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Thread: Polishing Parts

  1. #1
    hello roadfix's Avatar
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    Polishing Parts

    What's the best/easiest method of polishing a set of old, dull looking Campy track hubs? Thanks!
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    Senior Member djbowen1's Avatar
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    Mothers?

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    Senior Member Ebbtide's Avatar
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    Jeweler's rouge and a buffing wheel.

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    If you lack a buffing wheel, Simichrome and a rag works really well...
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    Veni, Vidi, Vomiti SteveE's Avatar
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    Cream of Tartar is also good. You could also try toothpaste.
    "Life's journey is not to arrive at the grave safely in a well preserved body, but rather to skid in sideways, totally worn out, shouting ...'holy *****...what a ride!'"

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    Quote Originally Posted by SteveE
    Cream of Tartar is also good. You could also try toothpaste.
    I certainly hope your kidding.

    -Garrett

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    Senior Member Ebbtide's Avatar
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    Quote Originally Posted by gwhunt23
    I certainly hope your kidding.

    -Garrett
    Nope, I've seen it work.

  8. #8
    The Red Lantern Rev.Chuck's Avatar
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    I vote for Simichrome or Flitz and a cotton rag. That what I use to polish any unanodised or non-clearcoated alluminum part, like your Campy hubs. Works pretty good on chrome to altho I prefer Quickglo for that.


    edit-012104 to say non-clearcoated
    Last edited by Rev.Chuck; 01-21-04 at 03:38 PM.
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  9. #9
    Perineal Pressurized dobber's Avatar
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    Quote Originally Posted by gwhunt23
    I certainly hope your kidding.

    -Garrett
    Can't vouch for Tarter, but toothpaste makes an excellent rubbing compound. I've used it in a pinch on windshields. I'd much rather use W-20 lapping compound from work though.

  10. #10
    Senior Member auroch's Avatar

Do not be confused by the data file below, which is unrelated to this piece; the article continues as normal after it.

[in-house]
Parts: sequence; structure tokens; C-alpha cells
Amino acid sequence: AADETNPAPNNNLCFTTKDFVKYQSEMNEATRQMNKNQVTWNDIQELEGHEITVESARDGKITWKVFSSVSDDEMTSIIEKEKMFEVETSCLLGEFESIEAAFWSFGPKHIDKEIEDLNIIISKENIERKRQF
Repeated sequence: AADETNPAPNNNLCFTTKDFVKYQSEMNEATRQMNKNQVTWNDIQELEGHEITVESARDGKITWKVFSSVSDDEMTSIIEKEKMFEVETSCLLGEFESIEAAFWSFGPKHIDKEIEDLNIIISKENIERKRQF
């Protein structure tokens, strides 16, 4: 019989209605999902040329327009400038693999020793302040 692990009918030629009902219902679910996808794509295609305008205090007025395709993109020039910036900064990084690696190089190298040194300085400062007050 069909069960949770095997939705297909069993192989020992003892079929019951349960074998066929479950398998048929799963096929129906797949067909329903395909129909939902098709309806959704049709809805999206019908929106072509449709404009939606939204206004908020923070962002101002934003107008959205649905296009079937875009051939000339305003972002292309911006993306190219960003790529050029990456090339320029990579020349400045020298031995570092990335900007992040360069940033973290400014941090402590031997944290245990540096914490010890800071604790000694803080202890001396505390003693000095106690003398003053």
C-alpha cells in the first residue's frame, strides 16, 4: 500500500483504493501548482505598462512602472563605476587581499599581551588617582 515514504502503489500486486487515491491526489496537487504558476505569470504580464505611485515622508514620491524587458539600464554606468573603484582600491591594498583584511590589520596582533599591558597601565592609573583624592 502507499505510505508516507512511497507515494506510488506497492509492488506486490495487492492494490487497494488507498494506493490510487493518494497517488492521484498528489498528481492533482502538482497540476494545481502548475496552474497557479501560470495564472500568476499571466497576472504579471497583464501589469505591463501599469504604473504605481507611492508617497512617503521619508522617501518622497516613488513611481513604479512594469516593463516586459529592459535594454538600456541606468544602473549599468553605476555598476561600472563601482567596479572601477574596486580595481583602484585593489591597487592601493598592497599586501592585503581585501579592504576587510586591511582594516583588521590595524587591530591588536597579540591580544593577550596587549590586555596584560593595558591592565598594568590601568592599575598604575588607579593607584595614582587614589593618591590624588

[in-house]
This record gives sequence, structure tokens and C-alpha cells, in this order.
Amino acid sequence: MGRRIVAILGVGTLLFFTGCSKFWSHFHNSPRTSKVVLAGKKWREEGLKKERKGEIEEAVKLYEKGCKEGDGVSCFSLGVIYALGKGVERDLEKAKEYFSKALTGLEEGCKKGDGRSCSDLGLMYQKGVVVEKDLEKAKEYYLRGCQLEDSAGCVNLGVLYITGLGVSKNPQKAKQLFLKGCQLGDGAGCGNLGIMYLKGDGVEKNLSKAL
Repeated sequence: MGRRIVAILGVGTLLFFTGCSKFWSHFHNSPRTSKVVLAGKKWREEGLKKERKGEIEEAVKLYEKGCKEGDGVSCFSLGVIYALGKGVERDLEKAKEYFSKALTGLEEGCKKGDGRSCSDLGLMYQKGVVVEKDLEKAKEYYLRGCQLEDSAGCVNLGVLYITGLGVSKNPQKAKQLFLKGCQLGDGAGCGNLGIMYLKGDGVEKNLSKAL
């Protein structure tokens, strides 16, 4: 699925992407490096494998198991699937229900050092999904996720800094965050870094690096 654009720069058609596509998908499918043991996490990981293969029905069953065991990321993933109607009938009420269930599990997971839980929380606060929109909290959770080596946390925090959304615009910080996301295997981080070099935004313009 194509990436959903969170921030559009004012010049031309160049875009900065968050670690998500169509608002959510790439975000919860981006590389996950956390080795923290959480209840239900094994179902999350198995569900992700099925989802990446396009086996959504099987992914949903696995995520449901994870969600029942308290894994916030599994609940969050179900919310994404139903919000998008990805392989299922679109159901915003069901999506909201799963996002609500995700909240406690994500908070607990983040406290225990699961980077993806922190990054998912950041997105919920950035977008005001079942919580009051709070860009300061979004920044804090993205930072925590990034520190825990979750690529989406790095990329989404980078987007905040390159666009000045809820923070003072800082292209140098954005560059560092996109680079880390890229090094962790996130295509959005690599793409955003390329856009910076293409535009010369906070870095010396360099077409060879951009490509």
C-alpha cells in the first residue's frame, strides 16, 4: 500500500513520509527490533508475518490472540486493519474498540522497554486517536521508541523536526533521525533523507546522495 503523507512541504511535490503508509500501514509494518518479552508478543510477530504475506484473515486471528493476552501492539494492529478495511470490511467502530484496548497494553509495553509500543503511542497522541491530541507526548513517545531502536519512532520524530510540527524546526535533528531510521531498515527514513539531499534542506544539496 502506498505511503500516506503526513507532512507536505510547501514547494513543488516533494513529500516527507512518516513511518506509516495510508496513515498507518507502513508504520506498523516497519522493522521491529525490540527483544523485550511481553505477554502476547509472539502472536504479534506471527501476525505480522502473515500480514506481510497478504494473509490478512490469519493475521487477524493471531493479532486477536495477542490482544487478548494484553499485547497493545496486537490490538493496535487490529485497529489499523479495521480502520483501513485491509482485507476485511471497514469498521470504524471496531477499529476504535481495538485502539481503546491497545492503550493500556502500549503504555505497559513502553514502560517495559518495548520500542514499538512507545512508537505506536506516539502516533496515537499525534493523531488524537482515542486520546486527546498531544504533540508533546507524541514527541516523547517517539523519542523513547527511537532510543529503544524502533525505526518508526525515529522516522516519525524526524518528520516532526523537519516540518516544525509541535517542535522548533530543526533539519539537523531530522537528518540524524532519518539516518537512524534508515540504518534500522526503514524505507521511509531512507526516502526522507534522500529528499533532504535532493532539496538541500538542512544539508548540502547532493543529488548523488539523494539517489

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    I also vote toothpaste but have to add that white kinds work better.

  11. #11
    Veni, Vidi, Vomiti SteveE's Avatar
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    White toothpaste (e.g., Crest) has pulverized marble in it. That gives it a slightly abrasive quality that makes it good for polishing things like metal (and tooth enamel).
    "Life's journey is not to arrive at the grave safely in a well preserved body, but rather to skid in sideways, totally worn out, shouting ...'holy *****...what a ride!'"

  12. #12
    The Cycling Photographer SipperPhoto's Avatar
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    I'd try Turtle Wax Chrome Polish.. I use it a lot on antique fans I collect... really gets the chrome shiny.. but sometimes you have to really rub it out for awhile, if it is badly tarnished

    Jeff
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  13. #13
    Senior Member Avalanche325's Avatar
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    My bike is burnished Al (no paint). I use Mothers Mag and Al polish. It makes it look like a mirror. I am sure the other products would do the same.

    Then, one round on the trainer and it is trashed with sweat

  14. #14
    Senior Member demoncyclist's Avatar
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    For deep scratches, start with Tripoli compound on a firm buffing wheel, then move to jewelers rouge on a softer buff for a mirror finish. Doing that right now to my Mirage cranks and a few other assorted parts while my Bianchi is fully stripped down. Just be sure to avoid the logos, unless you want to remove them too.
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